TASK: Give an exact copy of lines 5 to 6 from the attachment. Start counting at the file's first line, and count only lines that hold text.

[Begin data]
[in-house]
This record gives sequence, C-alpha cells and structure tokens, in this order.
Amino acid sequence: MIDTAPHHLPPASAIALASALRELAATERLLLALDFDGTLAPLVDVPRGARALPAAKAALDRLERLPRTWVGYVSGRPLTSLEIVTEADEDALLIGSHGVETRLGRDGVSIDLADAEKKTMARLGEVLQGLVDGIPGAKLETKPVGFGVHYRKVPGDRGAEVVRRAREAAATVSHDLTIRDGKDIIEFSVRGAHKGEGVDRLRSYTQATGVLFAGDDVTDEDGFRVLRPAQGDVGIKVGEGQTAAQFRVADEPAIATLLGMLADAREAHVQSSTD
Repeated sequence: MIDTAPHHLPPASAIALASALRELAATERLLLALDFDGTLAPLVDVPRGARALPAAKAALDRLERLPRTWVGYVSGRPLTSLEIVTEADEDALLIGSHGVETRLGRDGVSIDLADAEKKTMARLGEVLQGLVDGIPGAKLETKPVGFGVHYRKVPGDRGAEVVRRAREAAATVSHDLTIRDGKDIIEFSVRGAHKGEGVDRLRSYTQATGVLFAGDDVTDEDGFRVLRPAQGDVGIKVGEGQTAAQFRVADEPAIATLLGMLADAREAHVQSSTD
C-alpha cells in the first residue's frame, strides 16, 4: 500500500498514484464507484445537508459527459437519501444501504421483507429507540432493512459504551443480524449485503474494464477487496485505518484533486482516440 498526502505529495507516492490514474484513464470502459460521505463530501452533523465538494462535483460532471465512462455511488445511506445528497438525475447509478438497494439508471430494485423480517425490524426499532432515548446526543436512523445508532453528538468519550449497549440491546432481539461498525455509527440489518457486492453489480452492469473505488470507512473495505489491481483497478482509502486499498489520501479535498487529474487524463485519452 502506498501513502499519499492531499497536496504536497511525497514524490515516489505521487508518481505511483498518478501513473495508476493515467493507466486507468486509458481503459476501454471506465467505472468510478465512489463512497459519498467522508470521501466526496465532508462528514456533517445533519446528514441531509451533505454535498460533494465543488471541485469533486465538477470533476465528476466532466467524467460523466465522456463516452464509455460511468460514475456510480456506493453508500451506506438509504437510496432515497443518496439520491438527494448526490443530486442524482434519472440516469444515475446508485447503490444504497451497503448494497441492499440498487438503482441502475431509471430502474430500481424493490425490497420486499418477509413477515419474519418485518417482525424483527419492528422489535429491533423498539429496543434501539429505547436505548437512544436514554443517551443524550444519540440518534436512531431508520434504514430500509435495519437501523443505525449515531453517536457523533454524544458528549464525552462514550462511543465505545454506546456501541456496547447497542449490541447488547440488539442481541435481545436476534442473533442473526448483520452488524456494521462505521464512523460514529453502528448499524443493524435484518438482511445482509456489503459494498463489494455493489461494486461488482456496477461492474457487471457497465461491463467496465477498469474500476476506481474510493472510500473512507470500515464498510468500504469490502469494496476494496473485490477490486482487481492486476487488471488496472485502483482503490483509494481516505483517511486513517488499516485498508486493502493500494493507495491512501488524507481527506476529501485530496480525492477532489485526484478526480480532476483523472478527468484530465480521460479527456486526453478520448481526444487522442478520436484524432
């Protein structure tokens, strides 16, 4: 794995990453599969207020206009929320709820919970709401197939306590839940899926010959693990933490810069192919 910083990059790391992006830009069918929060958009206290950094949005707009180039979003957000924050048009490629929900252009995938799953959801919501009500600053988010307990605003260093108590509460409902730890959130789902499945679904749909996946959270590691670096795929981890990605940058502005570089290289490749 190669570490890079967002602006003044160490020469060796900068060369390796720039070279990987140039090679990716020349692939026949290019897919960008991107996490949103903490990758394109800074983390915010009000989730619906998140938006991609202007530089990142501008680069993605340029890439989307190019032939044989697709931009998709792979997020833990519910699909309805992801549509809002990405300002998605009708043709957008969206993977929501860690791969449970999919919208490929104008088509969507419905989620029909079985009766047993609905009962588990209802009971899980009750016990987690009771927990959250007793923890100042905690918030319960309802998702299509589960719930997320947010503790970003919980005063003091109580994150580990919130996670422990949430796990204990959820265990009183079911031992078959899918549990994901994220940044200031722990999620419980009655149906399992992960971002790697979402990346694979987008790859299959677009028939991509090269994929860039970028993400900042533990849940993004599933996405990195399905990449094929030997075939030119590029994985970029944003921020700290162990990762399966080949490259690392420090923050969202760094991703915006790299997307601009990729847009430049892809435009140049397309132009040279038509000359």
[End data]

C-alpha cells in the first residue's frame, strides 16, 4: 500500500498514484464507484445537508459527459437519501444501504421483507429507540432493512459504551443480524449485503474494464477487496485505518484533486482516440 498526502505529495507516492490514474484513464470502459460521505463530501452533523465538494462535483460532471465512462455511488445511506445528497438525475447509478438497494439508471430494485423480517425490524426499532432515548446526543436512523445508532453528538468519550449497549440491546432481539461498525455509527440489518457486492453489480452492469473505488470507512473495505489491481483497478482509502486499498489520501479535498487529474487524463485519452 502506498501513502499519499492531499497536496504536497511525497514524490515516489505521487508518481505511483498518478501513473495508476493515467493507466486507468486509458481503459476501454471506465467505472468510478465512489463512497459519498467522508470521501466526496465532508462528514456533517445533519446528514441531509451533505454535498460533494465543488471541485469533486465538477470533476465528476466532466467524467460523466465522456463516452464509455460511468460514475456510480456506493453508500451506506438509504437510496432515497443518496439520491438527494448526490443530486442524482434519472440516469444515475446508485447503490444504497451497503448494497441492499440498487438503482441502475431509471430502474430500481424493490425490497420486499418477509413477515419474519418485518417482525424483527419492528422489535429491533423498539429496543434501539429505547436505548437512544436514554443517551443524550444519540440518534436512531431508520434504514430500509435495519437501523443505525449515531453517536457523533454524544458528549464525552462514550462511543465505545454506546456501541456496547447497542449490541447488547440488539442481541435481545436476534442473533442473526448483520452488524456494521462505521464512523460514529453502528448499524443493524435484518438482511445482509456489503459494498463489494455493489461494486461488482456496477461492474457487471457497465461491463467496465477498469474500476476506481474510493472510500473512507470500515464498510468500504469490502469494496476494496473485490477490486482487481492486476487488471488496472485502483482503490483509494481516505483517511486513517488499516485498508486493502493500494493507495491512501488524507481527506476529501485530496480525492477532489485526484478526480480532476483523472478527468484530465480521460479527456486526453478520448481526444487522442478520436484524432
């Protein structure tokens, strides 16, 4: 794995990453599969207020206009929320709820919970709401197939306590839940899926010959693990933490810069192919 910083990059790391992006830009069918929060958009206290950094949005707009180039979003957000924050048009490629929900252009995938799953959801919501009500600053988010307990605003260093108590509460409902730890959130789902499945679904749909996946959270590691670096795929981890990605940058502005570089290289490749 190669570490890079967002602006003044160490020469060796900068060369390796720039070279990987140039090679990716020349692939026949290019897919960008991107996490949103903490990758394109800074983390915010009000989730619906998140938006991609202007530089990142501008680069993605340029890439989307190019032939044989697709931009998709792979997020833990519910699909309805992801549509809002990405300002998605009708043709957008969206993977929501860690791969449970999919919208490929104008088509969507419905989620029909079985009766047993609905009962588990209802009971899980009750016990987690009771927990959250007793923890100042905690918030319960309802998702299509589960719930997320947010503790970003919980005063003091109580994150580990919130996670422990949430796990204990959820265990009183079911031992078959899918549990994901994220940044200031722990999620419980009655149906399992992960971002790697979402990346694979987008790859299959677009028939991509090269994929860039970028993400900042533990849940993004599933996405990195399905990449094929030997075939030119590029994985970029944003921020700290162990990762399966080949490259690392420090923050969202760094991703915006790299997307601009990729847009430049892809435009140049397309132009040279038509000359």